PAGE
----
September 11th: Clare Balding

I don’t believe in fate.  If your life has already been  mapped out, then each decision you think you’re making has already been preordained,  leaving you with absolutely no control over your life.  There is no “decide”, “choose” or “select” (at least not by you).  You’re a character in a computer game with a spotty 14-year old choosing whether you follow the white rabbit or go to work in Shanghai for 3 years.

But then I read the wise words of Clare Balding: “Fate is what happens to you; destiny is what you do with it.”.  Darth would have been proud.

So, Clare, fate deals you the hand?  Destiny is deciding whether or not to play it?

The finality of “destiny” still implies a single course; I don’t have one of those either.  No fate; no destiny.  Just me and Bronwen, floating through China.

Apologies if this philosophical rambling is expected to go anywhere.

Sunday was supposed to be an alcohol-free day.  But if fate led to a mid-afternoon game of pool going on in Masse (1 minute away) and fate introduced a “buy one get one free” deal on the beer,  it was surely my destiny to partake?  And if our meal out on Sunday evening was in a restaurant where the only draught beer on offer was fated to be Guinness, what am I supposed to do?  (And Alfie’s is a strange old restaurant – a bit like finding a kitchen and some leather sofas in the middle of Moss Bros or Suits You.  I’m convinced the suits for sale at the back of the restaurant must by now have acquired the delightful aromas of food and smoke.).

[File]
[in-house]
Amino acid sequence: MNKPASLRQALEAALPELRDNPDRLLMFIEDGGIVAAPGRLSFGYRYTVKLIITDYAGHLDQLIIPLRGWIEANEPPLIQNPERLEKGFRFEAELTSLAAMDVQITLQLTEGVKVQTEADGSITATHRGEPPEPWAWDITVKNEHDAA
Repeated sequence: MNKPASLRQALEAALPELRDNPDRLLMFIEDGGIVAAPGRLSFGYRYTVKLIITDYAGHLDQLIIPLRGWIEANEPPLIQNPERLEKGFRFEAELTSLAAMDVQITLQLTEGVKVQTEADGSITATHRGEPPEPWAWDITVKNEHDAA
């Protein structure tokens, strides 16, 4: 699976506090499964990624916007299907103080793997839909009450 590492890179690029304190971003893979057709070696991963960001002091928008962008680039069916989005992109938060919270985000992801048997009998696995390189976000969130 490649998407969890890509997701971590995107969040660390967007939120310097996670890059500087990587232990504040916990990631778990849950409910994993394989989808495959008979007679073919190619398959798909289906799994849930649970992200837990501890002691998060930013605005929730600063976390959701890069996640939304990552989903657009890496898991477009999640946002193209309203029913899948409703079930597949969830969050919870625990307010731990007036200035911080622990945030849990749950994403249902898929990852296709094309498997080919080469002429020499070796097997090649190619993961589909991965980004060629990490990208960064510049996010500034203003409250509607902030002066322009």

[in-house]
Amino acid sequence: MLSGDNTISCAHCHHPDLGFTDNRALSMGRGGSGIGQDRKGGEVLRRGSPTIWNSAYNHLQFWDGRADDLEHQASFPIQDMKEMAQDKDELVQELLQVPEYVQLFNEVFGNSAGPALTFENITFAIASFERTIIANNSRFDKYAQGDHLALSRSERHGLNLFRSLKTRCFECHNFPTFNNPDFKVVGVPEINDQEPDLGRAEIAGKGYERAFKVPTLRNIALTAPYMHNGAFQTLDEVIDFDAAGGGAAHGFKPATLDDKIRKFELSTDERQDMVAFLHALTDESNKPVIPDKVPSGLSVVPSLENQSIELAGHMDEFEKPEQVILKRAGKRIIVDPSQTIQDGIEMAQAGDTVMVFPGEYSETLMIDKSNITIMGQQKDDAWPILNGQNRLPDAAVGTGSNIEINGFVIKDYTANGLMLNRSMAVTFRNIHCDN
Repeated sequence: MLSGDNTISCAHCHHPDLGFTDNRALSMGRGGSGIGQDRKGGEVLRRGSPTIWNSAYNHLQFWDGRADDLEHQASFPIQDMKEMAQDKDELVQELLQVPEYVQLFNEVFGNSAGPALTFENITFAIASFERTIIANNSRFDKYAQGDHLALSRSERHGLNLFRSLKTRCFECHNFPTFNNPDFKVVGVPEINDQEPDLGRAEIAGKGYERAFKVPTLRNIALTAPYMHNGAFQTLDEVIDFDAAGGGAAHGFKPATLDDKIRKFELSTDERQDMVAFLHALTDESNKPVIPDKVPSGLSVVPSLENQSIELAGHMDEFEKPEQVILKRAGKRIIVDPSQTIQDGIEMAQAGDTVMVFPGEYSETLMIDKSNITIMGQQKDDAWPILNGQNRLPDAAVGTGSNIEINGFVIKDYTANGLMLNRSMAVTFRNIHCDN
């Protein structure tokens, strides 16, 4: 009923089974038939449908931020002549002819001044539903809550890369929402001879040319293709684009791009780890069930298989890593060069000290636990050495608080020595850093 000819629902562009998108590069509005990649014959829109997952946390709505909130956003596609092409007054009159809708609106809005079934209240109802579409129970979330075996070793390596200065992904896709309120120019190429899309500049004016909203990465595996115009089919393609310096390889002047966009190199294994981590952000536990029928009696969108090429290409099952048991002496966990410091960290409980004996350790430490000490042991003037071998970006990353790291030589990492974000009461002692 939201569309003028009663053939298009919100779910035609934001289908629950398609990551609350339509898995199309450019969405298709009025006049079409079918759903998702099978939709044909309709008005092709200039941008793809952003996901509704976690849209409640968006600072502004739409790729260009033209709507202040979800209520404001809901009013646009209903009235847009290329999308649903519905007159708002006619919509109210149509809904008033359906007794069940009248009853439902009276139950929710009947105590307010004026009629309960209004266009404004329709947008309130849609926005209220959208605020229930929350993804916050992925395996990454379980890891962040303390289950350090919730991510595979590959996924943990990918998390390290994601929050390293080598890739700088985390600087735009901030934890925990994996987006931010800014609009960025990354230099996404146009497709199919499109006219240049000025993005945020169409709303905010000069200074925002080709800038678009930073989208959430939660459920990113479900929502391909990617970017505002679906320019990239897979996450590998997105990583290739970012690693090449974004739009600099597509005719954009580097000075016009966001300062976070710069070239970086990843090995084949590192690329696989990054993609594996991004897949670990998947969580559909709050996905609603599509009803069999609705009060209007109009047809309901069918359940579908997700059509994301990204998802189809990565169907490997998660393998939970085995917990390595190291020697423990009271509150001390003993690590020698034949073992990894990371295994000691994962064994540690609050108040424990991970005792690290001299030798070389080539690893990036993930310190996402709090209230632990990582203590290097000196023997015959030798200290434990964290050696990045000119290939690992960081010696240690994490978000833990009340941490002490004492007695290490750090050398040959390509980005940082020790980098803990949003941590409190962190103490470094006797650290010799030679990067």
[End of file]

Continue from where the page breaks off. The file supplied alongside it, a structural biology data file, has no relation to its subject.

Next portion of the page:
The intent for Monday evening was a few quiet drinks with people from work, but fate offered the opportunity of meeting Rachel, Andrea and Craig too.  So our destiny was to have all 13 of us meet up in an Indian restaurant  on a (usually quiet) Monday night, scaring the staff into insisting we collate our orders into one handy list (“3 chicken tikka massalas, 2 lamb biryanis, etc, etc”) before the bemused waiter could enter the order into Lotus Land’s antiquated computer-based ordering system (think of a 1990’s mobile phone connected to a 1990’s PC).

I think I’ve laboured this for long enough.  Like I said: I don’t believe in fate.

I’m too much of a control freak.

Karma though – that’s another story.

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